By Anthony Man
5:07 PM EDT, October 31, 2012
With public opinion polling showing Florida too close to call the post-Superstorm Sandy presidential campaigns are showing up in full force to compete for the Sunshine State’s 29 electoral votes.
Republican candidate Mitt Romney is in Coral Gables on Wednesday afternoon for a rally at the University of Miami.
President Barack Obama plans a Florida campaign swing that includes a stop in Broward County on Sunday, according to a Democratic Party leader, who asked that his name not be used because he’s not authorized to announce the event before the Obama campaign.
Late Wednesday afternoon, the Obama campaign confirmed he'd be in Broward, but didn't announce any details.
In 2008, Obama held two large rallies at the hockey arena in Sunrise – then the BankAtlantic Center, now the BB&T Center – including one just day before the election.
Meanwhile Wednesday, a new Quinnipiac University Poll found Obama and Romney are neck and neck in Florida, the nation’s largest swing state.
Obama has 48 percent to Romney’s 47 percent, effectively a tie within the poll’s margin of error of plus or minus 3 percentage points.
As of Wednesday morning, the RealClearPolitics average of Florida polls also had the race at a dead heat, with 49 percent for Romney and 48 percent for Obama.
The trend in the Quinnipiac Poll is good news for Romney and bad news for Obama. A month ago, Quinnipiac had Obama ahead of Romney 53 percent to 44 percent among Florida voters.
Just 3 percent of Florida likely voters hadn’t made up their minds and 1 percent named a third-party candidate. Of the 96 percent who picked Obama or Romney, 96 percent said they’d made up their minds.
The poll, conducted by Oct. 23-28 by Quinnipiac, the New York Times and CBS News, found Romney was helped by increases support from women.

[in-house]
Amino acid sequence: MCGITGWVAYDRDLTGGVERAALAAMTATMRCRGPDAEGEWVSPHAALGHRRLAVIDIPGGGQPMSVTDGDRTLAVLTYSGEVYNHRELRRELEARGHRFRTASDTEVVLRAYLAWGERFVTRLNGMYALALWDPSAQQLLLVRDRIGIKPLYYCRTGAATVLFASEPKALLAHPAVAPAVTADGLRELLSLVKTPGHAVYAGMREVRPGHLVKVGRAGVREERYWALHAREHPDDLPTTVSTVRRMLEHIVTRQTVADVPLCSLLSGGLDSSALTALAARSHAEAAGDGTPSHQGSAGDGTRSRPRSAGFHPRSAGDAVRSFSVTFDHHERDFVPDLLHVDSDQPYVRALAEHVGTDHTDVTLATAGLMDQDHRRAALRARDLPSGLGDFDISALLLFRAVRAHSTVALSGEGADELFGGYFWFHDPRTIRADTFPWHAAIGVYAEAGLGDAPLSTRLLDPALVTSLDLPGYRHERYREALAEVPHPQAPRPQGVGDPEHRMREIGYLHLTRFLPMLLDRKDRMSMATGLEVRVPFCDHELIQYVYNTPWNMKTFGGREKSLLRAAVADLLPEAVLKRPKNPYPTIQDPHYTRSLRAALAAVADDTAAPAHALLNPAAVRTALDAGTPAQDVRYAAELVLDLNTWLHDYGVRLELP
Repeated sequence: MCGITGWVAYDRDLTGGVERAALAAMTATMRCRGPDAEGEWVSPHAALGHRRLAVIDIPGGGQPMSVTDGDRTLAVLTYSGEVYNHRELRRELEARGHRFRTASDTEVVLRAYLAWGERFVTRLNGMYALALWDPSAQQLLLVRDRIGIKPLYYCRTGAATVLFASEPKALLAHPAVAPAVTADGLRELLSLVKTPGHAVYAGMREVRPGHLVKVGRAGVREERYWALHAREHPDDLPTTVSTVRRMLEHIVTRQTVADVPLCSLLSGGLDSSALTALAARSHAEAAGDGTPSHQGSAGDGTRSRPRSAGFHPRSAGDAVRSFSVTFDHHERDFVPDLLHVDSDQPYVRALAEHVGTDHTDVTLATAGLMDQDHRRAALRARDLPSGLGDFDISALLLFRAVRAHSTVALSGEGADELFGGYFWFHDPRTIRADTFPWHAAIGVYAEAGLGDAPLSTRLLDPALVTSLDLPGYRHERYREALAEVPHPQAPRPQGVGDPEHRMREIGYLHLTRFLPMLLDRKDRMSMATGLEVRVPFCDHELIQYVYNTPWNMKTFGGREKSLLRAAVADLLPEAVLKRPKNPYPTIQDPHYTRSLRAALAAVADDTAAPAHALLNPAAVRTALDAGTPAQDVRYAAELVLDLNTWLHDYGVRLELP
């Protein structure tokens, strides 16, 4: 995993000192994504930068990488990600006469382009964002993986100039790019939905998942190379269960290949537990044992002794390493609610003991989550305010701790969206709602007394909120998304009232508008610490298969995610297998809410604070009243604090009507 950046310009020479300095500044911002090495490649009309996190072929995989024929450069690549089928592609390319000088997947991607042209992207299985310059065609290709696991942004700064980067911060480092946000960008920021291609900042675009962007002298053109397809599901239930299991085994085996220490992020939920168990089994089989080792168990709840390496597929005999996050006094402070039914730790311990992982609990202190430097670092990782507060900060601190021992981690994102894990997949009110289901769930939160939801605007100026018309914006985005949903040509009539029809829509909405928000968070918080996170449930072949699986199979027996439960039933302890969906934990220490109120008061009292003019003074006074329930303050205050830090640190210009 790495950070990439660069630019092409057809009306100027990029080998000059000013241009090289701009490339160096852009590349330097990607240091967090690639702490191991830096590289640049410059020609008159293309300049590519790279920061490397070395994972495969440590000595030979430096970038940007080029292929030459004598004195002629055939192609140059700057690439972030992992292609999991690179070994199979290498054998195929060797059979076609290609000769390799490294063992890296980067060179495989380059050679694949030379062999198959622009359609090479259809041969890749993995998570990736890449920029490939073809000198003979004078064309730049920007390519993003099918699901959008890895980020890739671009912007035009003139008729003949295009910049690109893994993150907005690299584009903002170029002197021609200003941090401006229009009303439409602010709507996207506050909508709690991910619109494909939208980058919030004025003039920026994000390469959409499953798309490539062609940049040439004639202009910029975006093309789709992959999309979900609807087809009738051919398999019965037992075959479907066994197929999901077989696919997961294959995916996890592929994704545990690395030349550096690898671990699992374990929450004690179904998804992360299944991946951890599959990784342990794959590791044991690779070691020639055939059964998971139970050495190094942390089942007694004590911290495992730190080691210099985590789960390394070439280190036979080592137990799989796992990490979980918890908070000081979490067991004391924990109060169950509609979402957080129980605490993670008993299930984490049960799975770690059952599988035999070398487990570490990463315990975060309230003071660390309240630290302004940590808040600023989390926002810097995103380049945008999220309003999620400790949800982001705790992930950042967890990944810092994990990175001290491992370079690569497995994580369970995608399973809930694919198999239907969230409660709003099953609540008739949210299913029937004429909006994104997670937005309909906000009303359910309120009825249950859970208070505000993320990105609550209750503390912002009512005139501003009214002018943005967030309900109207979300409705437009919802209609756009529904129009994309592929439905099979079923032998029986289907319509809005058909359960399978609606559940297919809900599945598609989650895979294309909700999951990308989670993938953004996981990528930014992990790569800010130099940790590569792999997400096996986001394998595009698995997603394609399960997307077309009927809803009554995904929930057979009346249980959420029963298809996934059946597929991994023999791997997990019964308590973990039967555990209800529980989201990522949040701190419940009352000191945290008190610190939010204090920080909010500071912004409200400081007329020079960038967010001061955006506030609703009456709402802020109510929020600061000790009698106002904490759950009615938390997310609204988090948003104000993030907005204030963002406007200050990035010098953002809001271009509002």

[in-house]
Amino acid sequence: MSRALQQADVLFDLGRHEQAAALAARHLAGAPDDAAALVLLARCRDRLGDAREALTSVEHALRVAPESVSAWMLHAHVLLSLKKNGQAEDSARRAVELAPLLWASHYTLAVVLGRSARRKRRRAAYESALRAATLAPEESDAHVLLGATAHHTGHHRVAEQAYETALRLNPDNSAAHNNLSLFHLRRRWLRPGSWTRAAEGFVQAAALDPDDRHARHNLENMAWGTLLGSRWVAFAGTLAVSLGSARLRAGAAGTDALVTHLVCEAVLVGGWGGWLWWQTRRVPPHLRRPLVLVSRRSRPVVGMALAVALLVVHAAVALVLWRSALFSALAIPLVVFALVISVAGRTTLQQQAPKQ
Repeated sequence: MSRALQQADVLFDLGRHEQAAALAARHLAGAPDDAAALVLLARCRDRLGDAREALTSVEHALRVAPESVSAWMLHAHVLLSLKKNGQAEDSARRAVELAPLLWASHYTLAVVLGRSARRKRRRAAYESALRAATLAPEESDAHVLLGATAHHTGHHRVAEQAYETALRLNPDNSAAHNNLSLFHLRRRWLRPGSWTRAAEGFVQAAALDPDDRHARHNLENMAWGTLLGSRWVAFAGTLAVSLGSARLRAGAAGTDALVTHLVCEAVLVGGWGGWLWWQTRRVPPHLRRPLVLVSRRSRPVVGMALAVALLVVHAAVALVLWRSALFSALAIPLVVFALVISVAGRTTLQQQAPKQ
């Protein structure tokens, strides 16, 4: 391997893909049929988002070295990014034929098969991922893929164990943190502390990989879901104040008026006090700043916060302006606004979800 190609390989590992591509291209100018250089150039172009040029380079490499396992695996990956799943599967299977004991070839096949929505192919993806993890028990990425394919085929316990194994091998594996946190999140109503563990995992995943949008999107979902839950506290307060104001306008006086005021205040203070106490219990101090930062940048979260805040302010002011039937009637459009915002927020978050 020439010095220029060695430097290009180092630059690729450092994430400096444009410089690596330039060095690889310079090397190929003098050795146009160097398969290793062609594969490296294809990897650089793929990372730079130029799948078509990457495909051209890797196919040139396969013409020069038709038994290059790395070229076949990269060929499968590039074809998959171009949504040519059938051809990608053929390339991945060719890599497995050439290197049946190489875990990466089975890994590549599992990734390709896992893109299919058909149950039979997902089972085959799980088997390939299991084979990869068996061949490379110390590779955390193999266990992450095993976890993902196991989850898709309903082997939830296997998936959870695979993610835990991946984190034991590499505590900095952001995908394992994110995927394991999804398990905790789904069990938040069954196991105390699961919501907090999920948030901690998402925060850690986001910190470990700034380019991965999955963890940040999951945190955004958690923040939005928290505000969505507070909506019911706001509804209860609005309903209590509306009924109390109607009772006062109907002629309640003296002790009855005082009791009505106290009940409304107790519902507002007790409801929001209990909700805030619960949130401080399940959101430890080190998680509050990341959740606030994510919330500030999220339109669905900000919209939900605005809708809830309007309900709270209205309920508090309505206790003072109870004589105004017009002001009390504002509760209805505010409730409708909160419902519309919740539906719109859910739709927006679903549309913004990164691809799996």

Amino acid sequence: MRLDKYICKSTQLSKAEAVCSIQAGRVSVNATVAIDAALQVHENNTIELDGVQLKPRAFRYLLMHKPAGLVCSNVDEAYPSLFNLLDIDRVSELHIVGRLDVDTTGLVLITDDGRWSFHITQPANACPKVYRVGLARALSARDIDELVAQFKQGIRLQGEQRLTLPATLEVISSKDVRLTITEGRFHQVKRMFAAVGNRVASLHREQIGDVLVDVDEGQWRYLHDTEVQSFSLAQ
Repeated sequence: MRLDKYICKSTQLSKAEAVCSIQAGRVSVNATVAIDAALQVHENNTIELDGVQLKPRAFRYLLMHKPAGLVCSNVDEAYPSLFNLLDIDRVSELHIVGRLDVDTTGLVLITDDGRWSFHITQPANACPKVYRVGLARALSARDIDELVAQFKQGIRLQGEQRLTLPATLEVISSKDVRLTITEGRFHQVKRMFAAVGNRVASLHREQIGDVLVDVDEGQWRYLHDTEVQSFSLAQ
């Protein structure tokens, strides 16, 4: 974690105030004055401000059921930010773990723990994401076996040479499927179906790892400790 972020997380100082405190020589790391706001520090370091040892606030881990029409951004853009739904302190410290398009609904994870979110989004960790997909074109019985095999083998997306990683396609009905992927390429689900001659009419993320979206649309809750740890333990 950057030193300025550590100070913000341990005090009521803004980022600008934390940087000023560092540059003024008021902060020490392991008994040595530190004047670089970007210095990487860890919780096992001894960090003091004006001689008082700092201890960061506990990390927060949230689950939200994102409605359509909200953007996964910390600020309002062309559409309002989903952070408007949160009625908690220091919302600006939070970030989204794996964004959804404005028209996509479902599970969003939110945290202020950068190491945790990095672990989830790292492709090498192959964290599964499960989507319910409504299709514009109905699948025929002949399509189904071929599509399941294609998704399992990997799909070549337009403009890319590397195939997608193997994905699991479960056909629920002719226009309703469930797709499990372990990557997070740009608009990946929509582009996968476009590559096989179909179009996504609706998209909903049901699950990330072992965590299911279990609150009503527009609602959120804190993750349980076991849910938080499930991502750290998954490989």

On the most critical issue, the economy, 49 percent of voters say Romney is best able to fix the economy while 47 percent pick Obama.
From Quinnipiac’s release about the poll:
Women likely voters in Florida back Obama 53 – 43 percent, down from 58 – 39 percent September 26.
Men back Romney 52 – 43 percent, compared to 50 – 47 percent in September.
White voters go Republican 59 – 37 percent, while black voters go Democratic 96 – 2 percent and Hispanic voters back Obama 57 – 39 percent.
Independent voters back Romney by a slim 49 – 44 percent margin.
In the U.S. Senate race, Democratic incumbent U.S. Sen. Bill Nelson leads U.S. Rep. Connie Mack, the Republican challenger, 52 – 39 percent. Independent voters back Nelson 52 – 36 percent.
“The president has a 57 – 39 percent lead among Hispanics in Florida, almost certainly a smaller margin among Latino voters than he will get in most if not all other states,” said Peter Brown, assistant director of the Quinnipiac University Polling Institute. “The difference is that Cuban-Americans, generally more Republican than other Latino groups, are a much larger share of the Hispanic vote in the Sunshine State.”
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